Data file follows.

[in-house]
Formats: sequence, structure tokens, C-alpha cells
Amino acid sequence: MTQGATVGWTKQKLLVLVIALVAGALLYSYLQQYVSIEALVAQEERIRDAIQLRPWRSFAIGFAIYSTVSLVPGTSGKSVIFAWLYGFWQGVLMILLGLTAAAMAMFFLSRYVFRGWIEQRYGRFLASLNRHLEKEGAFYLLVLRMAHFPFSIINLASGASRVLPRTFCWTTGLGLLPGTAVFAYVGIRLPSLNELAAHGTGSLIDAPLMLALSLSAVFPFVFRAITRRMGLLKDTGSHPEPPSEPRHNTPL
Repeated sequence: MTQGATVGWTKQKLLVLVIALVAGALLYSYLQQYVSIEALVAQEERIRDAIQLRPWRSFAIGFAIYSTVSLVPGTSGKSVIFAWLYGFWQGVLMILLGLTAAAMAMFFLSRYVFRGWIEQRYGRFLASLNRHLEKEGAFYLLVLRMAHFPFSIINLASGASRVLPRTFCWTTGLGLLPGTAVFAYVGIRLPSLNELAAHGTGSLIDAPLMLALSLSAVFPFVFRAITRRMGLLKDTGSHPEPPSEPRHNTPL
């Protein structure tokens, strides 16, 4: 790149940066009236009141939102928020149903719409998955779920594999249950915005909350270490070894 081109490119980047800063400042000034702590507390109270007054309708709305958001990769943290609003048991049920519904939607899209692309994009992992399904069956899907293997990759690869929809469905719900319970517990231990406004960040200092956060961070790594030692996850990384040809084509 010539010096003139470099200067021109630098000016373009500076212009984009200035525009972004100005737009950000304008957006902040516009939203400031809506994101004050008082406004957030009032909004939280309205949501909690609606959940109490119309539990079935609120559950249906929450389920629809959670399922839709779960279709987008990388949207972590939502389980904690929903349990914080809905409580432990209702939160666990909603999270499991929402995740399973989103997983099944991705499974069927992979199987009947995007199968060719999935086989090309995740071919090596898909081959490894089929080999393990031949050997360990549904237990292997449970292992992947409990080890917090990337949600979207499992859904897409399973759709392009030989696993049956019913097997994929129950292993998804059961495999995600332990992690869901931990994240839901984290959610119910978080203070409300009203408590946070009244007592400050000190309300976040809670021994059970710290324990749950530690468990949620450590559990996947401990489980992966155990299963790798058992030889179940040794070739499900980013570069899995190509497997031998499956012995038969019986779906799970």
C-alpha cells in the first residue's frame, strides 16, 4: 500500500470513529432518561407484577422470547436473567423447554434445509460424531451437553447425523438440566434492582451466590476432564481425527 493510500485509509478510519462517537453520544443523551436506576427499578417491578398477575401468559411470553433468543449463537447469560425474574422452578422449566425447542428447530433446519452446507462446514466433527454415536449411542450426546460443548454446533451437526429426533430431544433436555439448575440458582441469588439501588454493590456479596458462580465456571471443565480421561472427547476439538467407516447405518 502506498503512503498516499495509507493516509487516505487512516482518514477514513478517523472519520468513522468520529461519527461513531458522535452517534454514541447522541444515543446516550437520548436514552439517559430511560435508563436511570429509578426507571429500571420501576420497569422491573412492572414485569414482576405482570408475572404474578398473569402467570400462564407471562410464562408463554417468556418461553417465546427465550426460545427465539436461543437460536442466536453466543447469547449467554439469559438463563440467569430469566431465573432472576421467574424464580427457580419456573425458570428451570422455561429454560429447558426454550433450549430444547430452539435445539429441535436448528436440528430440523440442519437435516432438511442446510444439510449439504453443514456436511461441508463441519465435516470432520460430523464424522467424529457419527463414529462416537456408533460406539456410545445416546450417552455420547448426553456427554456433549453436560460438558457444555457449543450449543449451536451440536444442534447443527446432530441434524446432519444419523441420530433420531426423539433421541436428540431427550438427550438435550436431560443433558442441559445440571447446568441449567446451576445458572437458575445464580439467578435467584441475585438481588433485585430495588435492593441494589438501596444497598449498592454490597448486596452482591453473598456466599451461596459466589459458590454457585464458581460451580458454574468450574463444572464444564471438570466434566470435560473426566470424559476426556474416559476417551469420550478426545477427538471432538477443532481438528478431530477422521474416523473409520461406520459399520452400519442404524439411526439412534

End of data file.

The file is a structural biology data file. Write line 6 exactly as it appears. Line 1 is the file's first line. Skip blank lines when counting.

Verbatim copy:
C-alpha cells in the first residue's frame, strides 16, 4: 500500500470513529432518561407484577422470547436473567423447554434445509460424531451437553447425523438440566434492582451466590476432564481425527 493510500485509509478510519462517537453520544443523551436506576427499578417491578398477575401468559411470553433468543449463537447469560425474574422452578422449566425447542428447530433446519452446507462446514466433527454415536449411542450426546460443548454446533451437526429426533430431544433436555439448575440458582441469588439501588454493590456479596458462580465456571471443565480421561472427547476439538467407516447405518 502506498503512503498516499495509507493516509487516505487512516482518514477514513478517523472519520468513522468520529461519527461513531458522535452517534454514541447522541444515543446516550437520548436514552439517559430511560435508563436511570429509578426507571429500571420501576420497569422491573412492572414485569414482576405482570408475572404474578398473569402467570400462564407471562410464562408463554417468556418461553417465546427465550426460545427465539436461543437460536442466536453466543447469547449467554439469559438463563440467569430469566431465573432472576421467574424464580427457580419456573425458570428451570422455561429454560429447558426454550433450549430444547430452539435445539429441535436448528436440528430440523440442519437435516432438511442446510444439510449439504453443514456436511461441508463441519465435516470432520460430523464424522467424529457419527463414529462416537456408533460406539456410545445416546450417552455420547448426553456427554456433549453436560460438558457444555457449543450449543449451536451440536444442534447443527446432530441434524446432519444419523441420530433420531426423539433421541436428540431427550438427550438435550436431560443433558442441559445440571447446568441449567446451576445458572437458575445464580439467578435467584441475585438481588433485585430495588435492593441494589438501596444497598449498592454490597448486596452482591453473598456466599451461596459466589459458590454457585464458581460451580458454574468450574463444572464444564471438570466434566470435560473426566470424559476426556474416559476417551469420550478426545477427538471432538477443532481438528478431530477422521474416523473409520461406520459399520452400519442404524439411526439412534